Annual EBHS Conference, 39th Annual Economic and Business History Society Conference

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Planning with the Future in ‘Site’: Debates over the Location and Student Accommodation Requirements of the London Business School, 1964-1966
Mitchell J. Larson

Last modified: 2014-03-10

Abstract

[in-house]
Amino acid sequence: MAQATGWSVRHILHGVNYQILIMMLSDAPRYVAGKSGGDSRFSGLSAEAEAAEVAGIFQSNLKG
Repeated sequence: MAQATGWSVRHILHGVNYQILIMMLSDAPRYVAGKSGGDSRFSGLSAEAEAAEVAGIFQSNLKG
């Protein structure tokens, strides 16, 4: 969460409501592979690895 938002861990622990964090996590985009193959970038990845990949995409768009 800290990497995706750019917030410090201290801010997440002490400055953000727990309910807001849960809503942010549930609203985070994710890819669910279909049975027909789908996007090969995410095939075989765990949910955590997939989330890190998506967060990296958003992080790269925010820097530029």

In early 1960s Britain a group of businessmen advocated for a university management institute like those in the United States. Demand for greater access to universities was growing rapidly; in 1963 the Conservative Macmillan Government accepted the majority of the recommendations of Lord Lionel Robbins’ Committee on Higher Education, which resulted in a large-scale expansion of higher education provision in the United Kingdom. The Robbins Committee endorsed business management training within universities, but this received a lukewarm reception among university academics as well as among the civil servants who administered university funding during this period. The University Grants Committee within the Treasury, still reeling from cost overruns incurred on behalf of Imperial College in Kensington, was charged with controlling the enormous public spending likely to result from the Robbins expansion and looked for ways to economize wherever possible; it examined especially closely plans it believed derived from specific interest groups. The business school movement arose parallel to these macro-environmental developments and provides a case in point. This research explores the selection of a location for the London Business School and the tension between interested parties with regard to the location and character of its permanent accommodations. Borrowing and adapting the concept of the “expectation gap” from the accounting profession, the study explores and illustrates a small selection of these tensions between the businessmen who promoted the business school movement, who had a specific educational experience in mind for future management students, and the government officials and institutions called upon to provide that education.